Joint Plan Cramdown: Per Plan or Per Debtor?

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The Bankruptcy Code’s cramdown provisions are a powerful tool for debtors in the plan confirmation process. Pursuant to section 1129(a)(10) of the Bankruptcy Code, a plan may be confirmed if, among other things, “at least one class of claims that is impaired under the plan has accepted the plan.” Once there is an impaired accepting class, and assuming certain requirements are met, the plan may then be “crammed down” on all other classes of impaired creditors that reject the plan and those creditors will be bound by the terms of a plan they rejected.

But what happens when the chapter 11 plan is a joint plan for multiple debtors and creditors hold claims against different debtors? Does acceptance by any one class of impaired creditors with claims against any one of the debtors satisfy 1129(a)(10) or does the Code require acceptance by an impaired class of creditors of each debtor that is party to the joint plan? Cue the “per plan” vs. “per debtor” debate – a debate the Ninth Circuit Court of Appeals recently weighed in on in JMPCC 2007-C1 Grasslawn Lodging LLC v. Transwest Resort Props. Inc., et al. (In re Transwest Resort Props.), 881 F.3d 724 (9th Cir. 2018).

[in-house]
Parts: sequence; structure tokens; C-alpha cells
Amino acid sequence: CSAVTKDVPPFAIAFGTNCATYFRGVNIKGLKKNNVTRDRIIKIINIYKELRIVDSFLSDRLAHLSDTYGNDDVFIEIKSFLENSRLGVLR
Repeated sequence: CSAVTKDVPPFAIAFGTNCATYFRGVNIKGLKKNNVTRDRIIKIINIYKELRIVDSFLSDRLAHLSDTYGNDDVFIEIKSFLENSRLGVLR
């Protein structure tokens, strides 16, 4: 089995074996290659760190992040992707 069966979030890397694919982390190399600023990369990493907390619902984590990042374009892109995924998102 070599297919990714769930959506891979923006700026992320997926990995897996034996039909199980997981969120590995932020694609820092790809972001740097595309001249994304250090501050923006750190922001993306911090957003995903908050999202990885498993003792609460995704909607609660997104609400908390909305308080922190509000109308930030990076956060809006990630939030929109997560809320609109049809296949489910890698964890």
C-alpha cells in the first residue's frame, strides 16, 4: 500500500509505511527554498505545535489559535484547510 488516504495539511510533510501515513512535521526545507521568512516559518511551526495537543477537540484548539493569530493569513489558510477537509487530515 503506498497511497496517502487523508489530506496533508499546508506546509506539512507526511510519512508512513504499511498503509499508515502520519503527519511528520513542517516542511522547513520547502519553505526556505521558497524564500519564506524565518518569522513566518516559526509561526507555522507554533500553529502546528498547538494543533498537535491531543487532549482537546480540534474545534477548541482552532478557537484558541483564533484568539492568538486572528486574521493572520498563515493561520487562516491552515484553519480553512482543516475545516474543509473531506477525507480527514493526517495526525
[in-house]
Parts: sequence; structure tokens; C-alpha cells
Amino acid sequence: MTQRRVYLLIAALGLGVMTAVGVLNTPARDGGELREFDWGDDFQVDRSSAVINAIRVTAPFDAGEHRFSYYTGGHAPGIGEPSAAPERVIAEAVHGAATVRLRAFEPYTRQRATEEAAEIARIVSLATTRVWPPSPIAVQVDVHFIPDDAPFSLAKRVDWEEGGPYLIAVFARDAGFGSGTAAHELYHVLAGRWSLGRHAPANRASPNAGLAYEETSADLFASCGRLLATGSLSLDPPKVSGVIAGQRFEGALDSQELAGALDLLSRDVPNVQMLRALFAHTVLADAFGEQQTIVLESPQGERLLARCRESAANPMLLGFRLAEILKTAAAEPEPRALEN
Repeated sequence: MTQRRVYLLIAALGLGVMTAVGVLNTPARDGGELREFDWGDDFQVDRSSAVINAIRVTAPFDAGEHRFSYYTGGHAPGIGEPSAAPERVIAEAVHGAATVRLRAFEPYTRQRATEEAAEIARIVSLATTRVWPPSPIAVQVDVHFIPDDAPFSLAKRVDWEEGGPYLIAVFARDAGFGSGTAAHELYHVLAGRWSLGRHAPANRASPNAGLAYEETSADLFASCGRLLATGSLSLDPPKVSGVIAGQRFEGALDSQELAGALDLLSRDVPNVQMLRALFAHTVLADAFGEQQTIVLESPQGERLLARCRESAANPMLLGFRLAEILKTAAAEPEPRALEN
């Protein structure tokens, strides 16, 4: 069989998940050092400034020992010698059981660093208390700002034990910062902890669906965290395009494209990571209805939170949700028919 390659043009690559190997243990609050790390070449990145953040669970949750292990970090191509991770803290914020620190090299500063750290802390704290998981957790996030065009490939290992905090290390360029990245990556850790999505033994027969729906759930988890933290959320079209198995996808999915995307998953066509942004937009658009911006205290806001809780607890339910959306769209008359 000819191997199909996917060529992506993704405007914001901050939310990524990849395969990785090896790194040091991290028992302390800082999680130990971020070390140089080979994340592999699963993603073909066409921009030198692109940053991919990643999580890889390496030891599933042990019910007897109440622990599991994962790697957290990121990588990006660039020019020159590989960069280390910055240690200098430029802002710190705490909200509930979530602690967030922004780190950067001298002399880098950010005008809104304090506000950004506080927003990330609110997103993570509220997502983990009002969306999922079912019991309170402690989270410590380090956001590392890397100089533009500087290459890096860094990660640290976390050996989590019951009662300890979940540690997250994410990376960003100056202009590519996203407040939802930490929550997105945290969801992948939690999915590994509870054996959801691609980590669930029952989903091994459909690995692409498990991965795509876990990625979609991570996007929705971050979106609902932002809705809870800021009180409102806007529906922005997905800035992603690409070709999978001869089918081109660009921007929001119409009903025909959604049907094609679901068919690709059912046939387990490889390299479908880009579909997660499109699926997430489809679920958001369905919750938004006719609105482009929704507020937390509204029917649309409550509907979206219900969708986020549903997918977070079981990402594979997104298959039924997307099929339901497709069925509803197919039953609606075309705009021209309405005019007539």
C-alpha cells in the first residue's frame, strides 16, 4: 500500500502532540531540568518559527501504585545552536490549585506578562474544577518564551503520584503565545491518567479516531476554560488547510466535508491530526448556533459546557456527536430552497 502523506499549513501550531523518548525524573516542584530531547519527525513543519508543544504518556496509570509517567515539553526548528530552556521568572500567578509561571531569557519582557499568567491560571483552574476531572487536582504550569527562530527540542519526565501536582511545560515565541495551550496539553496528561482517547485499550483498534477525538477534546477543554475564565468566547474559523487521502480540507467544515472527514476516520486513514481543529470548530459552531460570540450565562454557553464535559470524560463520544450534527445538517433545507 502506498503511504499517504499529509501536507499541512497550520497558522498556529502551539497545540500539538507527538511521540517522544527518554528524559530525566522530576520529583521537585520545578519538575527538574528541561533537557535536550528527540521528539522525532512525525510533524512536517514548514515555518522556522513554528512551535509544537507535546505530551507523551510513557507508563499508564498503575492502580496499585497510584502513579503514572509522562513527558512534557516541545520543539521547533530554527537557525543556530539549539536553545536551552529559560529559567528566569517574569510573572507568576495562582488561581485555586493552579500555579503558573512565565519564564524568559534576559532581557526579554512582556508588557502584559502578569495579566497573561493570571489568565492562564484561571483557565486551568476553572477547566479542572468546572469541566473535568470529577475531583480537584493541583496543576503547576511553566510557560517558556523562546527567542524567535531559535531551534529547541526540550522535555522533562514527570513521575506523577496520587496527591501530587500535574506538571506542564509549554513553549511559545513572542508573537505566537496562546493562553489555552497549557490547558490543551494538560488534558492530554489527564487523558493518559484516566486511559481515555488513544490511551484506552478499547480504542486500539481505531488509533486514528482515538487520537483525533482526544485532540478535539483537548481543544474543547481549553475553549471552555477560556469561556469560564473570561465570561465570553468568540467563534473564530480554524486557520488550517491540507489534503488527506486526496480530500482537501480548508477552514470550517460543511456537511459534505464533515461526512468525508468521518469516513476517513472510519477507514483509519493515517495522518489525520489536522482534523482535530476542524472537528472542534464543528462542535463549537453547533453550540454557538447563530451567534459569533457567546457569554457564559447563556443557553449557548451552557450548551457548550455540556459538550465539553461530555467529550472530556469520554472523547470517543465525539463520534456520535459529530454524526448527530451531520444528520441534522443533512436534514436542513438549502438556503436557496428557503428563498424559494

Per Debtor

The “plain meaning” of section 1129(a)(10) may not be so plain – or so proponents of the “per debtor” view have argued. Pursuant to Bankruptcy Code section 102(7)’s rule of construction, “the singular includes the plural.” Thus, applying that provision to section 1129(a)(10) of the Bankruptcy Code, the term “plan” includes the plural “plans.” Under the “per debtor” view, each joint chapter 11 plan is constructed of multiple plans – one for each of the debtors. So, absent substantive consolidation, an impaired creditor class of each debtor must accept a joint plan in order to satisfy 1129(a)(10). Bankruptcy courts in Delaware have applied this “per debtor” interpretation.

Per Plan